Financial industry fights against draft legislation designed to protect consumers
By: Celia Murray; Columnist
Reading the newspaper or listening to television talking heads, one would think that the only big battle in Washington right now is over health care. However, another huge fight is brewing. In late June, the Treasury Department sent to Capitol Hill draft legislation that would create a new Consumer Financial Protection Agency. According to the draft legislation, this agency’s objective would be to make sure consumers can make informed decisions about financial products and services, protect consumers from abuse, make sure markets operate fairly and efficiently, and ensure that all consumers have access to financial services. As Treasury Secretary Timothy Geithner said, “This agency will have only one mission – to protect consumers.”
Given the recent history of the financial industry, the creation of such protections seems only logical. Remember, this is the industry whose greed and extraordinary risks nearly wrecked the economy – the same industry that then had to be bailed out with literally hundreds of billions of taxpayer dollars, money that came from the very people who were victimized by the industry’s gross recklessness. Needless to say, the financial industry has vowed to fight this plan with everything they have even though the banks are still heavily dependent on taxpayer supported loans and loan guarantees. “It’s going to be a huge fight,” promised the president of the American Bankers Association.
Many consumer groups strongly support the proposed legislation. Even a cursory look at industry practices tells why. In June, Harvard Law School professor Elizabeth Warren told a Congressional committee, “Giant lenders compete for business by talking about nominal interest rates, free gifts and warm feelings, but the fine print hides the things that really rake in the cash.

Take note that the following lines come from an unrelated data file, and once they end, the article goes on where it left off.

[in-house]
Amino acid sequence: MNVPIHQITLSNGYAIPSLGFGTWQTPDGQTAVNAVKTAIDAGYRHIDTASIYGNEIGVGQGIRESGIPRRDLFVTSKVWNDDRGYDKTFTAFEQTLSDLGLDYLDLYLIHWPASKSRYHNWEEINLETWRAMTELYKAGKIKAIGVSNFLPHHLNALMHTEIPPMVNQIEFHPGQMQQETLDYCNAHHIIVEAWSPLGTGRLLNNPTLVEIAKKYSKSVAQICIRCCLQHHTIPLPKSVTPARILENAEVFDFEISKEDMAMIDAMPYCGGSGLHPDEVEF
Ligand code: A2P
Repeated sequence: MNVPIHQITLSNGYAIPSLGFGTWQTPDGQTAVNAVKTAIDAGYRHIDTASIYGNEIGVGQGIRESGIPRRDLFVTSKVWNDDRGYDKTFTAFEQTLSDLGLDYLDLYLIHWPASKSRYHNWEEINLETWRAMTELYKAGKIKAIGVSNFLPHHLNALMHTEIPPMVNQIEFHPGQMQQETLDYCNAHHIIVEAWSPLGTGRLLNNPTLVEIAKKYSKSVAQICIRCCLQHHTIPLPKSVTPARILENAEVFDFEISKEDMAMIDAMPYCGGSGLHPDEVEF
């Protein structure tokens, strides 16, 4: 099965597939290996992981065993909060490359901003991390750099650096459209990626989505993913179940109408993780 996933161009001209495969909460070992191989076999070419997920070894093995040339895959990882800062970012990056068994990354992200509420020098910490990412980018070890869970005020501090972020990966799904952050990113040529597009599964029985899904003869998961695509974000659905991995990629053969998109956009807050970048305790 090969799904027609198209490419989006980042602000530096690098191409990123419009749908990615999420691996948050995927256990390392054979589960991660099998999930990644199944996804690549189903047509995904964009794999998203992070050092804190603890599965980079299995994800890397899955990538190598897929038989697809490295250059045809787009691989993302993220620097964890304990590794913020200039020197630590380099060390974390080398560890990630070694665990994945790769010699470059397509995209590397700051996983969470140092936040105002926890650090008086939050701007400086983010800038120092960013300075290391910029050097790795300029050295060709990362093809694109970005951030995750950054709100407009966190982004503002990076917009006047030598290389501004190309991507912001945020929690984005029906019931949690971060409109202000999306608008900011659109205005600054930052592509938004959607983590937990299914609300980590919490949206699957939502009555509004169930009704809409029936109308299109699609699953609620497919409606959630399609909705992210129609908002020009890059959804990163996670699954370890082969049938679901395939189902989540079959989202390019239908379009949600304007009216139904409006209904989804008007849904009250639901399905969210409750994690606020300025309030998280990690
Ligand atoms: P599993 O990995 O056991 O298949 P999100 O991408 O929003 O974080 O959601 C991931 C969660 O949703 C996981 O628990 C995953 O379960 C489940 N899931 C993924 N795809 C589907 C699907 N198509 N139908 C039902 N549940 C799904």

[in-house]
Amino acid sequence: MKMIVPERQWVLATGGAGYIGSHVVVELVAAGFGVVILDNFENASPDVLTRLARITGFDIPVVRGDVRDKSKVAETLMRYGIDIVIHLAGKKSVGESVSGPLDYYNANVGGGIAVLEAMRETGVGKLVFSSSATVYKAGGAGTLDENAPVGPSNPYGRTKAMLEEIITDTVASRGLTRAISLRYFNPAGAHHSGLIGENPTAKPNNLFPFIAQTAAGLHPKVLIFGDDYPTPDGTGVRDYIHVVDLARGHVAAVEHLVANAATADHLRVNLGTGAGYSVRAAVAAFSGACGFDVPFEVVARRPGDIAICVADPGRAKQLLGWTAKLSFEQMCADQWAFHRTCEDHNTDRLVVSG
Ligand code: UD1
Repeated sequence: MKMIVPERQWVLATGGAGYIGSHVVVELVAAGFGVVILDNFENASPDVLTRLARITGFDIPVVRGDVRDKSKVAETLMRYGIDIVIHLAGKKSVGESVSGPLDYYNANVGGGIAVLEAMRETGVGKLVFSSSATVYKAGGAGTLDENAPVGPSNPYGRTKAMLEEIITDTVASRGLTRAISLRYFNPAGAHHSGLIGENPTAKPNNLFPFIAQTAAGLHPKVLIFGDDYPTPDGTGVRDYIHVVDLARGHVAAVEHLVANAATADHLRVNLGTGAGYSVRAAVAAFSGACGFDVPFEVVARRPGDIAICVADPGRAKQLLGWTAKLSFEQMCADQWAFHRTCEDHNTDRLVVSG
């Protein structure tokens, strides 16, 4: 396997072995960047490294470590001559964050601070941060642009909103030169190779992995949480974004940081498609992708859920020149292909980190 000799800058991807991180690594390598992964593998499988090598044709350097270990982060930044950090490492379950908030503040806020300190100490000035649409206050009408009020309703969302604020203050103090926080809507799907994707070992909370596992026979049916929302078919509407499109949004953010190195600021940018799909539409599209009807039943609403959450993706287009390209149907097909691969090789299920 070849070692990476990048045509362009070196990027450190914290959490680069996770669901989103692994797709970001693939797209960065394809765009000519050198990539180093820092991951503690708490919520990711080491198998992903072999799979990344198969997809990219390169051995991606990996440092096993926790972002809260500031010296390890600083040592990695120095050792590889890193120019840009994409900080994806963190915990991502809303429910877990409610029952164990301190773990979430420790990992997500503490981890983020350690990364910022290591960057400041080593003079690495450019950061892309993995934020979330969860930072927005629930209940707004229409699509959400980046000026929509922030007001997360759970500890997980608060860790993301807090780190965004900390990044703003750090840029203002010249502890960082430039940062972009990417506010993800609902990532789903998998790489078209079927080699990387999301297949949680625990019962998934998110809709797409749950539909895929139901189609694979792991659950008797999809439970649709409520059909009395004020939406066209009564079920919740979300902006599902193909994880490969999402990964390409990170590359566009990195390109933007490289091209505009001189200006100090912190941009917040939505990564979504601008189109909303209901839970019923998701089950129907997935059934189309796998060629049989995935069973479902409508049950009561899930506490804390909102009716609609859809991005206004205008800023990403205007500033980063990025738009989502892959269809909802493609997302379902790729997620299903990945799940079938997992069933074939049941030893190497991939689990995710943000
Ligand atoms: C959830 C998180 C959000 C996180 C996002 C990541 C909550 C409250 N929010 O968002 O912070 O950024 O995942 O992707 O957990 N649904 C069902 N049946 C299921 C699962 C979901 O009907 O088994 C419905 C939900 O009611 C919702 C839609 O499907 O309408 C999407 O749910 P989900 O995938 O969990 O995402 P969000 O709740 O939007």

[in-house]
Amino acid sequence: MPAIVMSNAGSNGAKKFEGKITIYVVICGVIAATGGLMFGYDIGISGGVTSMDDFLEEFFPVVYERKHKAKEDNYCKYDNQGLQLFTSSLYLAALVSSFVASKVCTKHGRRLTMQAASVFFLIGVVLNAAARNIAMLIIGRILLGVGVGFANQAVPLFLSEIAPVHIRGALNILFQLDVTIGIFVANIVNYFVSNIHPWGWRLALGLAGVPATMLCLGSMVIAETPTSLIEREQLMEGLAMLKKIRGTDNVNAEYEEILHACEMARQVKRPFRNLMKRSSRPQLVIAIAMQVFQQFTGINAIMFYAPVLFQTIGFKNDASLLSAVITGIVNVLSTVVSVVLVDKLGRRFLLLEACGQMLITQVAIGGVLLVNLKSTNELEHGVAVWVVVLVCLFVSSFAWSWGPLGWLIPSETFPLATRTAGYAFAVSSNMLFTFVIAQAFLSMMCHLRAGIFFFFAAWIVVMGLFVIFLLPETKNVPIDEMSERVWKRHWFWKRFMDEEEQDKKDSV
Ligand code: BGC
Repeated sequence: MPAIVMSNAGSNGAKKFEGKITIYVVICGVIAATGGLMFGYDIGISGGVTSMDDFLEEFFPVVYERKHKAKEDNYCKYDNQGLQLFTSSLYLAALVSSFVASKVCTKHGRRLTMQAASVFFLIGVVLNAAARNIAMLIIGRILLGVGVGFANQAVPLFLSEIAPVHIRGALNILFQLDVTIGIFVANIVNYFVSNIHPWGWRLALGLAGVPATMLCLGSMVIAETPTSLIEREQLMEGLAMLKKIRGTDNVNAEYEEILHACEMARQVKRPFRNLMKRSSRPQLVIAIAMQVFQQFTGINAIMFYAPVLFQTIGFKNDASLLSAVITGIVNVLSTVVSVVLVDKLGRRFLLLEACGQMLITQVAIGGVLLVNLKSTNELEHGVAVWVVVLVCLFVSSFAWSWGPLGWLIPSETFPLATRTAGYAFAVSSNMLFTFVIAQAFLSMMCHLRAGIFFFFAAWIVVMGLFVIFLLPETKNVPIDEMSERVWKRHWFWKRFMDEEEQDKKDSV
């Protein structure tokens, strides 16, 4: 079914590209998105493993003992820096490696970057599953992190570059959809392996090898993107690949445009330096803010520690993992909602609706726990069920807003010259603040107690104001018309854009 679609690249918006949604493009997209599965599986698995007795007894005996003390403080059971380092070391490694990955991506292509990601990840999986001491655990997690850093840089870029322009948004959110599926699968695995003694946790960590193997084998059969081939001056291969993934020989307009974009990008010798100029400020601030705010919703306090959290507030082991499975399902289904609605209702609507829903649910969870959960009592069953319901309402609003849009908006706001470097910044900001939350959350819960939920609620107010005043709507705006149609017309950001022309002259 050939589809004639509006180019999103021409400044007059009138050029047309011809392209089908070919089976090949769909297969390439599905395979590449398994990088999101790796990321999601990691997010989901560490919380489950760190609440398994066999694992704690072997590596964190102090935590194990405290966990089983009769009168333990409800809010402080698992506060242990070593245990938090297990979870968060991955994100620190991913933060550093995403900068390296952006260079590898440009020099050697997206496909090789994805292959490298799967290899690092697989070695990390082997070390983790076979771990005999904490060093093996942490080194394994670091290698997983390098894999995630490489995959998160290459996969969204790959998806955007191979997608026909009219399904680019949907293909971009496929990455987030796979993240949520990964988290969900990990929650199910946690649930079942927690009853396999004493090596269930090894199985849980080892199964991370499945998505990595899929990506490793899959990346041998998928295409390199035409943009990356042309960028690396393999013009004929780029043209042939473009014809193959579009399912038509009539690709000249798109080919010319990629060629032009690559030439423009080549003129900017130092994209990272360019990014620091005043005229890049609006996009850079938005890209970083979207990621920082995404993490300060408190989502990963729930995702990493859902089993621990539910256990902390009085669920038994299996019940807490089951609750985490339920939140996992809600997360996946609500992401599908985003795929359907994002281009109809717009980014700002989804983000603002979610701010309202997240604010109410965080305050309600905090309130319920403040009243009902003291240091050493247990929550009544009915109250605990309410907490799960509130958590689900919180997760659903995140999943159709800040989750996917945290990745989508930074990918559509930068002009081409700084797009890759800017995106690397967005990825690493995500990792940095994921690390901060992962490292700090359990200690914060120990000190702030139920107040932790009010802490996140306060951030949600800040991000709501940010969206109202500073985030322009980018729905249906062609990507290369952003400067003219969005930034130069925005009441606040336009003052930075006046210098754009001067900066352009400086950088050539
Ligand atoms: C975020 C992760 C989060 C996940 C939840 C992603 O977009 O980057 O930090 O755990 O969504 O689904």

Today’s business model is about making money through tricks and traps.” Warren pointed to credit card contracts as a prime example, noting that the average credit card contract has ballooned from a single page in the 1980s to more than 30 pages today. “Study after study shows that credit products are designed in ways that obscure the meaning and that trick customers.” Warren also points to mortgages as another example, concluding, “Mortgage lenders furnish reams of unreadable documents shortly before closing, often leaving people with no practical option but to take whatever terms the lender has filled in.” Most people don’t realize that the attorney who is at the closing table with them, whose fees they pay, actually represents the lender, not the borrower.
The banks and others will argue that a new agency is unnecessary. However, existing regulators have authority over only particular kinds of financial institutions. As the assistant Treasury secretary for financial institutions noted, “The (new) agency will be able to get to the root of the mortgage crisis that we saw in the past. It will be able to go in to examine, (and) supervise the operations of previously unregulated parts of the sector.”
It is obvious that the financial industry is unwilling to clean its own house. Credit card companies are busy scrambling to raise interest rates and change terms and conditions before new laws restrict their ability to do so take effect. Banks are looking to new, sky-high overdraft fees and exploitive overdraft protection plans to pad the bottom line. The predatory pay-day lenders and title pawn outfits garner huge profits on the backs of the least sophisticated and most vulnerable of consumers.
As New York Times columnist Bob Herbert noted, “There is nothing free or fair about a market in which one side uses double talk and mumbo jumbo to obscure important information and deliberately dupe the other side into making decisions against its own interest.” Herbert concludes, “The malefactors of great wealth view an informed consumer as Public Enemy No. 1. The last thing in the world that they want is a fair marketplace, which is why the Consumer Financial Protection Agency can’t come fast enough.”
Celia Murray is a member of the Morgan County Democratic Party.